Do you sometimes wake up to a numb or tingling feeling in your joints? Is bending over or kneeling to pick up stuff on the ground sometimes painful for you? Don’t worry, you’re not alone. Body aches and pains are common among people who are getting on in age, mature athletes included.
How NSAIDSs Work to Block Pain
To relieve pain caused by conditions such as arthritis, headaches, and a range of physical injuries, most people usually take Nsaids, or non-steroidal anti-inflammatory drugs. Often prescribed for chronic pain, these drugs can be easily purchased over-the-counter at the local pharmacy.
NSAIDs work by preventing the body from producing prostaglandin. Prostaglandin is basically a chemical released by the body during the early inflammation phase of healing. For example, when you sprain your ankle, you’ll notice that the injured area becomes very painful. It starts to swell up and become reddish and warm to the touch. This is because of prostaglandin. NSAIDs block prostaglandin to reduce swelling and make the pain more bearable for you.
The Dangers of Painkillers (Infographic) from CCHQ / Skin To Bone on Vimeo.
Temporary Relief, Long-Term Effect
While this may bring you temporary relief, researchers have found that preventing the release of prostaglandin may actually be bad for you in the long run. According to studies, if you take NSAIDs that inhibit the release of prostaglandin during the early healing phase of an injury, you are disrupting the body’s natural healing process and blocking the size of the healing stage required for the complete remodeling of the damaged tissue to occur.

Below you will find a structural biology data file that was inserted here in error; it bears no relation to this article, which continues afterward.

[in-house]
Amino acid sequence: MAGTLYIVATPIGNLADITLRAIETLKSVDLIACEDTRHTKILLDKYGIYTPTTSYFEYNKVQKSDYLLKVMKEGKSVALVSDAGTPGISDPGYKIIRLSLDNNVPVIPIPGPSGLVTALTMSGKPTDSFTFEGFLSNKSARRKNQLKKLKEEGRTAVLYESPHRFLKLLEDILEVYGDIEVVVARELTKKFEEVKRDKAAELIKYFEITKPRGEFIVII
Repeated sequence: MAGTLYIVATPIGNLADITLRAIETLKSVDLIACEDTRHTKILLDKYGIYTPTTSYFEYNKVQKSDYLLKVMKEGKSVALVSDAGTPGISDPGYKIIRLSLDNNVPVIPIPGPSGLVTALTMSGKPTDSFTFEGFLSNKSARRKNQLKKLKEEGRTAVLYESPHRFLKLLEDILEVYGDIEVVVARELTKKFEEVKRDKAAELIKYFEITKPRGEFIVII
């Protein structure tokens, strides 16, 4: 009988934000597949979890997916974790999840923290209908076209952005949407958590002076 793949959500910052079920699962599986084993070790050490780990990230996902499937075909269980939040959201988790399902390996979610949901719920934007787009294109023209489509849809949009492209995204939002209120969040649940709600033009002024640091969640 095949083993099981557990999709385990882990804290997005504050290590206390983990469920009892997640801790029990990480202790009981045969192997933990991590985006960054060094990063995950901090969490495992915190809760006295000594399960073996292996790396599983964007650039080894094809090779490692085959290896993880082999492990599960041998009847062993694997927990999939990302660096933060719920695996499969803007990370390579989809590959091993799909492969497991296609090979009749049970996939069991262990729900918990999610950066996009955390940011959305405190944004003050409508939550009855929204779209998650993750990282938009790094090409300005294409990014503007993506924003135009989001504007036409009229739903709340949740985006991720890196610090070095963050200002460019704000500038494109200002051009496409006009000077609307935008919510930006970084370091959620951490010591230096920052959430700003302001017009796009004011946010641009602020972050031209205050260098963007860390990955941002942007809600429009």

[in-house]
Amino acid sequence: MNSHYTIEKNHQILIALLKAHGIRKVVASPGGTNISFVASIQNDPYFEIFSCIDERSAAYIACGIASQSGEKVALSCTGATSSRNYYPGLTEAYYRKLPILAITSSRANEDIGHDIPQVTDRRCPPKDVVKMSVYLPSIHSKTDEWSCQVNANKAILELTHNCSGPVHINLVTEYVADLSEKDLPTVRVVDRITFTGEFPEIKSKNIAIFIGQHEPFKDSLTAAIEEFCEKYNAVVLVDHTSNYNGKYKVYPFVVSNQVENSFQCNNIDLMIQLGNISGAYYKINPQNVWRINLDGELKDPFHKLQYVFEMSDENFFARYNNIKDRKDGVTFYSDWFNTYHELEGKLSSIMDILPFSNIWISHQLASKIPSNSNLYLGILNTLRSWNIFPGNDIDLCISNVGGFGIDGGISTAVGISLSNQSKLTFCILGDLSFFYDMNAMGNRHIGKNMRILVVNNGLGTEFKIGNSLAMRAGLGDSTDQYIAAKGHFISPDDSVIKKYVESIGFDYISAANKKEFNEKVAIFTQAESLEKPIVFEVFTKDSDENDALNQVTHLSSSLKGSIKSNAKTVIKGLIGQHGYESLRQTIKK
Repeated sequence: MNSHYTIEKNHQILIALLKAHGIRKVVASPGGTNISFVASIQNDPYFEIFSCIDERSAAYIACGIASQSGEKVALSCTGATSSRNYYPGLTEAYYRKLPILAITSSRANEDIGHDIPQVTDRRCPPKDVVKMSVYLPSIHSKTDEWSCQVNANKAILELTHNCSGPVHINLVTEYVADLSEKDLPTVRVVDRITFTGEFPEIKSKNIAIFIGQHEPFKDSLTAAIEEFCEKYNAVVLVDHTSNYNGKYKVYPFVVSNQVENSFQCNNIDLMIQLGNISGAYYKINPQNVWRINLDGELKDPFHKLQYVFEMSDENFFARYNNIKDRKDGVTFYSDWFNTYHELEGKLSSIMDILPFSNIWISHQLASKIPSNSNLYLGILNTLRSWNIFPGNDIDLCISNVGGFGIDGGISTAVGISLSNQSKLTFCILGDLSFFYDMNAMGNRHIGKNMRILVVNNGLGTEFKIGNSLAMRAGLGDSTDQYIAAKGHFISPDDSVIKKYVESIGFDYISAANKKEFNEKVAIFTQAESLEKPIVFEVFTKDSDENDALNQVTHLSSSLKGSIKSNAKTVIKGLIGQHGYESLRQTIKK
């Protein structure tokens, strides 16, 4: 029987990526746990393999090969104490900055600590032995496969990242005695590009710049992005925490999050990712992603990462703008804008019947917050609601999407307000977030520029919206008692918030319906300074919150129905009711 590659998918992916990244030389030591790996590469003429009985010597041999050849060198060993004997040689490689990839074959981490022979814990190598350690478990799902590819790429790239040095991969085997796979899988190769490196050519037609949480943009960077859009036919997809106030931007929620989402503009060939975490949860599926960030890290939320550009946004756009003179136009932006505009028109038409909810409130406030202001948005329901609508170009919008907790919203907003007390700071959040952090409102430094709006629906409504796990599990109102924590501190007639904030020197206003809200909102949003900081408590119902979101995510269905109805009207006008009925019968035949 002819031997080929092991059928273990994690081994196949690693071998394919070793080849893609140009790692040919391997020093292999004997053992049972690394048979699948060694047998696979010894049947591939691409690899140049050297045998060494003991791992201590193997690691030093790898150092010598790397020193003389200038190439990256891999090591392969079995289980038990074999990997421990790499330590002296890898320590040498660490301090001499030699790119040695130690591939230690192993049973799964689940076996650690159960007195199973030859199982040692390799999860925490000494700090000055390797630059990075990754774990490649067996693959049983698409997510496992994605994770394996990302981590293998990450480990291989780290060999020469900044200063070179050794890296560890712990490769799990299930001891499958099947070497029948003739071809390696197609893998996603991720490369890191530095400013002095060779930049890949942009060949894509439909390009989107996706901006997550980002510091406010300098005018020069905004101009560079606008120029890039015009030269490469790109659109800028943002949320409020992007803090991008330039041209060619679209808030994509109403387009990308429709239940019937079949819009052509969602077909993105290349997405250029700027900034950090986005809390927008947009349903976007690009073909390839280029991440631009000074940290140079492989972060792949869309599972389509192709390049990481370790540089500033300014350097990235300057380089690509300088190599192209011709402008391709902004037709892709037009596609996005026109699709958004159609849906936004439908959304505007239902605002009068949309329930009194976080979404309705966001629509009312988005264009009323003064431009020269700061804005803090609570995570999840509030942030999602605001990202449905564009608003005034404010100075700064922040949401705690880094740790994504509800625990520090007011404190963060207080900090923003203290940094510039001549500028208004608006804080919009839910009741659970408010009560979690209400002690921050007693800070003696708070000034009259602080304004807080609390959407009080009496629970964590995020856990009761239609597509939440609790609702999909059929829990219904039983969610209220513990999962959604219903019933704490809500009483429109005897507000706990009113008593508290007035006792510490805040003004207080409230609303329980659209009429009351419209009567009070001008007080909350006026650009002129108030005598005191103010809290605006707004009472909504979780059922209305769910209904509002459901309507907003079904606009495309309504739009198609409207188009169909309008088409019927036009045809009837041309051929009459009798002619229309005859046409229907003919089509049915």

In short, by taking prostaglandin inhibitors like NSAIDs, you are preventing your body from providing you with the best results possible.
Ankle Sprain Study Shows NSAIDs’ Effect
In the late 1970s, there was a study called the Kapooka Ankle Sprain Study. Referenced in many medical journals, it was a military study that involved recruits who had sprained their ankle. As part of the study, half of the recruits took NSAIDs while the other half took placebo. Those who took NSAIDs got back to marching sooner and with less pain and swelling as compared to the recruits who took placebo. As a result, the study has been used back then as proof that NSAIDs indeed work.
However, at the end of the study, which is long before doctors understood the importance of inflammation in the healing process, it has been found that the recruits who took placebo had fewer pain-related problems in the long run. Also, their post-study examination revealed that their ankles were much stronger and more stable.
FDA Strengthens Warning Vs. NSAIDs
Thanks to recent medical advancements, the negative long-term effects of taking NSAIDs have been exposed. We are now aware that athletes who took anti-inflammatory drugs have 30% to 40% risk of developing ankle instability. In a funny twist of events, the study that once was used to champion NSAIDs is now being used as evidence to show how these drugs can disrupt the natural healing of a ligament.
Consequent studies also shed light on the other negative side-effects of NSAIDs. Just recently, the U.S. Food and Drug Administration strengthened its warning against NSAIDs. They revealed that these drugs can cause an increased risk of heart attack and stroke, especially when taken in higher doses. NSAIDs have also been reported to cause stomach bleeding and ulcers, increased bleeding while taking the drugs, headaches, dizziness, allergic reactions, liver or kidney problems, high blood pressure, and swelling in the leg.
If you often experience chronic pain brought about by a medical condition or physical injury, it is therefore best to avoid NSAIDs. Look for alternative medications or treatments to avoid their negative side-effects that can lead to serious health problems.
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